Schiff said in a statement on Wednesday night, however, that Nunes made “material changes” to the version the committee sent to the White House. He asserted that committee members were not immediately made aware of the modifications and had no opportunity to compare the original memo to the modified version until Wednesday evening.

The memo immediately became politicized last week as members of Congress were granted access to view it as a classified document. Republicans immediately wanted it released, while Democrats immediately questioned the veracity and content of the memo. As a result, it looks like Democrats are in the process of creating their own memo:

In response to the release of a Republican memo alleging that the FBI abused its surveillance tools, Democrats on Capitol Hill have prepared their own memo.

California Rep. Adam Schiff, the top Democrat on the House Intelligence Committee, produced the 10-page document as a rebuttal to the GOP memo on alleged Foreign Intelligence Surveillance Act abuses that the House panel voted to make public on Monday.

For the Democrat’s memo to actually be released, it would have to undergo the same process that the Republican memo has gone through.

First, the House Intelligence Committee would vote to have the memo released to the public — and if they vote for it, President Donald Trump would have five days to object to its public release. [Emphasis added]

You read right, President Trump could ultimately choose to disallow the release of a Democratic memo which counters the Nunes memo. What transpires over the next week will be fascinating as both sides circle the wagons and prepare for a political mud fight.


Former FBI Director James Comey tweeted his thoughts on the memo:

This is relevant since most of the actions alleged in the memo would have occurred while Comey was the FBI Director in 2015 and 2016.


  1. The “That it” quote says it all. Comey doesn’t care one bit that judges were lied to. Nothing more to say.


    • I was a little shocked at his reaction also. The memo targets things that allegedly occurred while he was in charge at the FBI. If I was his attorney, I’d be advising my client to remain silent right now even if he believes in his own innocence.

      Even if you discount much of the memo, there are things that, at minimum, show very bad practices among several top people there. Beyond that, Comey is making it sound like the FBI/DOJ are above reproach. The truth is that no agency or branch of government is above reproach, that’s why we have checks and balances everywhere. If the FBI is clean, then start explaining things and/or start advancing the investigation by providing contrary evidence. Instead, as is often the case, things are being withheld under the banner of “national security.” That result leaves more questions than answers and breeds distrust at all levels.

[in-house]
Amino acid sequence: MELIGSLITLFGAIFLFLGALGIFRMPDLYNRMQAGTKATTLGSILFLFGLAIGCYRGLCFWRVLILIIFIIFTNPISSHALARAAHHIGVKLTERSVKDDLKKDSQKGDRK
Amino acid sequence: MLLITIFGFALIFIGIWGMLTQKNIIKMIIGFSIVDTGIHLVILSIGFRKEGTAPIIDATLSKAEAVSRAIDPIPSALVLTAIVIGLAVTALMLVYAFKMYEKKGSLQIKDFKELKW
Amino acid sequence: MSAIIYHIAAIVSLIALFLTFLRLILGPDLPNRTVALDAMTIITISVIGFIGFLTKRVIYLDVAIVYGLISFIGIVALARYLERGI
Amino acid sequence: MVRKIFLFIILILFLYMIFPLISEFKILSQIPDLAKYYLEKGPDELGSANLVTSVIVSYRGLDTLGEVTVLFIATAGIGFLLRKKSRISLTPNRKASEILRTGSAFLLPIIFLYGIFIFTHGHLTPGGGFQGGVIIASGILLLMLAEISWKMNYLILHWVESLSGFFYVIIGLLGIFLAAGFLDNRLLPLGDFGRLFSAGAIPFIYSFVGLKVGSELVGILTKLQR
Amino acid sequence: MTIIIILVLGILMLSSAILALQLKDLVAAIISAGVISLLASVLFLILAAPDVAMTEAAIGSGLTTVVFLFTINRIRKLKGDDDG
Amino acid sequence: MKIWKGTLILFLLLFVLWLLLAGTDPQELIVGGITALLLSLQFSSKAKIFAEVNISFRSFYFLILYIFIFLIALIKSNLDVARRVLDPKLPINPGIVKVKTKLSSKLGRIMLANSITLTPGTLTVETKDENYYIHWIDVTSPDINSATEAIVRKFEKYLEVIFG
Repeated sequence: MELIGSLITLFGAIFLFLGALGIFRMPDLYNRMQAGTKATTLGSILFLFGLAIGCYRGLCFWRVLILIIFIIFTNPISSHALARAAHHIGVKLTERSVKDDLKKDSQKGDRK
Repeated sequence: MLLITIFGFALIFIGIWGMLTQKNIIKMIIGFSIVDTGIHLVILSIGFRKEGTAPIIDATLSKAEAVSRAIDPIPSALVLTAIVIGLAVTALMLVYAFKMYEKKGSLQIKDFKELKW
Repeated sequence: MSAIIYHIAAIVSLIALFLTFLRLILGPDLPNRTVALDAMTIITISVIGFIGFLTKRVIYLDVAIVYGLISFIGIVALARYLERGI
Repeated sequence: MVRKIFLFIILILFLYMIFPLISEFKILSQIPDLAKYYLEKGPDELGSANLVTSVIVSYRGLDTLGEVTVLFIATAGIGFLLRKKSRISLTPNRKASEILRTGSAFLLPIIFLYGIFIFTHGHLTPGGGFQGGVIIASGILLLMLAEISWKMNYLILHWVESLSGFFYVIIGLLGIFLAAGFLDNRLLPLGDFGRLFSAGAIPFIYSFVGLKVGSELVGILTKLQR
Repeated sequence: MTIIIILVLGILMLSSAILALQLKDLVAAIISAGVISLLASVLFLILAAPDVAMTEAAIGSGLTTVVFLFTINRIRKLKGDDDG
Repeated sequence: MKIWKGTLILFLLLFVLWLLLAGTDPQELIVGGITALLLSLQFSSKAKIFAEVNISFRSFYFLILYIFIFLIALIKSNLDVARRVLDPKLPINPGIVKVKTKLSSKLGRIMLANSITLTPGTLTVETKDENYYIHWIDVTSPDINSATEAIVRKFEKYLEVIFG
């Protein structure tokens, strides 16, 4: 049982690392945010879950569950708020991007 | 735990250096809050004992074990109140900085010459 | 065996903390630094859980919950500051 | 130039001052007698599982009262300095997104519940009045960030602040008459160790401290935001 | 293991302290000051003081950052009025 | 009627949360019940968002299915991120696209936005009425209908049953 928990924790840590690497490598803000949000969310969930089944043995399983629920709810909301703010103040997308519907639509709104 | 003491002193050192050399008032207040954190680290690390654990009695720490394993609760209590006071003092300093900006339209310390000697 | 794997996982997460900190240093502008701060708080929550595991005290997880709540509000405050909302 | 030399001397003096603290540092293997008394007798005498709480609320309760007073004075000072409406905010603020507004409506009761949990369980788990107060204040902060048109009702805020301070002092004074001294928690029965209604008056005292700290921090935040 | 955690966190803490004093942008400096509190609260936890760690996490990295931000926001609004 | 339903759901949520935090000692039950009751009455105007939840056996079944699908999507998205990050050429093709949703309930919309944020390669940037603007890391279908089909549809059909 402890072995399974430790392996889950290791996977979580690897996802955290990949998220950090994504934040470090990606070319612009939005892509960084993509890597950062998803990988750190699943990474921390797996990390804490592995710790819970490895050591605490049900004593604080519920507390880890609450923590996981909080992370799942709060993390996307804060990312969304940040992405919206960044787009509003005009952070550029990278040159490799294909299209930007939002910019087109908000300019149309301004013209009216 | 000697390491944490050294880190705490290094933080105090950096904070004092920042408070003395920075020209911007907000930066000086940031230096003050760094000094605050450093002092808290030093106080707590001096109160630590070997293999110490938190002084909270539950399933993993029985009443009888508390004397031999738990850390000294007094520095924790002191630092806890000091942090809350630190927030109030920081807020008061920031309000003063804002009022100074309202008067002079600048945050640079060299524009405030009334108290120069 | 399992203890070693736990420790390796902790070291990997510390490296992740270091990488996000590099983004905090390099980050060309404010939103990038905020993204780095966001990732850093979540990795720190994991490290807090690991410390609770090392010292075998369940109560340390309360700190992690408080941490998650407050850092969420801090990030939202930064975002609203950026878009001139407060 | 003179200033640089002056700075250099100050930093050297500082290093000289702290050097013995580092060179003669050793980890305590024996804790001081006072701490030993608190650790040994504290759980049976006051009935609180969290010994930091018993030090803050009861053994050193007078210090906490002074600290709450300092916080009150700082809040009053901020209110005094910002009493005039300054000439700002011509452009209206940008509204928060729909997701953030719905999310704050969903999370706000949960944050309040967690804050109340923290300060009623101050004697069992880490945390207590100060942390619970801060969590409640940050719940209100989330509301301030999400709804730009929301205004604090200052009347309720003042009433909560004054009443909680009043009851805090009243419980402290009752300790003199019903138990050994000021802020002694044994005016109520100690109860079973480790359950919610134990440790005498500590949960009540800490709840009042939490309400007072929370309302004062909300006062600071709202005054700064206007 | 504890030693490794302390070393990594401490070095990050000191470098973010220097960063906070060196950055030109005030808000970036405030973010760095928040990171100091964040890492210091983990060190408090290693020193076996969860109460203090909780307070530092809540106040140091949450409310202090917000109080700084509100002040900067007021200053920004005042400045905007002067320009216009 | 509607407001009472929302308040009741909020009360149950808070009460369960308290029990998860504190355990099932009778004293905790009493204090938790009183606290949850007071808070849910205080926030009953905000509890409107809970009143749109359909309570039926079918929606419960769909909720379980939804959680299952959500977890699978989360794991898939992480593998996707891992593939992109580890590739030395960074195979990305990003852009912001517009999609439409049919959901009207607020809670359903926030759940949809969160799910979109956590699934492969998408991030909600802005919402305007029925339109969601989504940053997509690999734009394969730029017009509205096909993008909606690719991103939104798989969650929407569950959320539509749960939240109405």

• Very true. The banner of “national security” will always lead to mistrust.

        Also, my perspective of the Bushes sure changed. To think I voted for him.

        At 73 I’m supposed to know better. Well, I wasn’t 73 at the time Bush ran. They say Life is a journey.

  2. David Nunes never even read the original documents he so freely tries to quote as fact. Representative Trey Gowdy was the only member of the Committee to actually examine the original documents. Under an agreement with the DOJ, only one member of the Committee was permitted to view the documents, and Nunes chose Gowdy to do the reading.

    During the Republican primaries, a research firm called Fusion GPS was hired by The Washington Free Beacon, was first hired by a major donor, Senator Marco Rubio, to unearth potentially damaging information about Trump, while he was seeking to win the presidential nomination. Senator Marco Rubio of Florida told Fusion GPS to stop doing research on Mr. Trump in May 2016, as Mr. Trump had clinched the Republican nomination.

    Fusion GPS was then hired by Perkins Cole on behalf of the D.N.C.’s presidential campaign to compile research about Donald Trump, his businesses and associates — including possible connections with Russia. It was at that point that Fusion GPS hired Mr. Steele, who has deep sourcing in Russia, to gather information.

    In British court filings, Mr. Steele’s lawyers said that he and Fusion GPS briefed journalists from a range of media outlets, including The New York Times, on his research starting in September 2016. James B. Comey, former F.B.I. director, received a copy of the memos after Election Day from Senator John McCain, Republican of Arizona. Mr. McCain had dispatched David J. Kramer, a former top State Department official, to obtain the dossier directly from Mr. Steele. And before Election Day, the F.B.I. reached an agreement to pay Mr. Steele to continue his research, though that plan was scrapped after the dossier was published. During the presidential transition, senior American intelligence officials briefed Candidate Trump and President Barack Obama on the dossier.

    Mueller’s team reportedly interviewed Mr. Steele over the summer.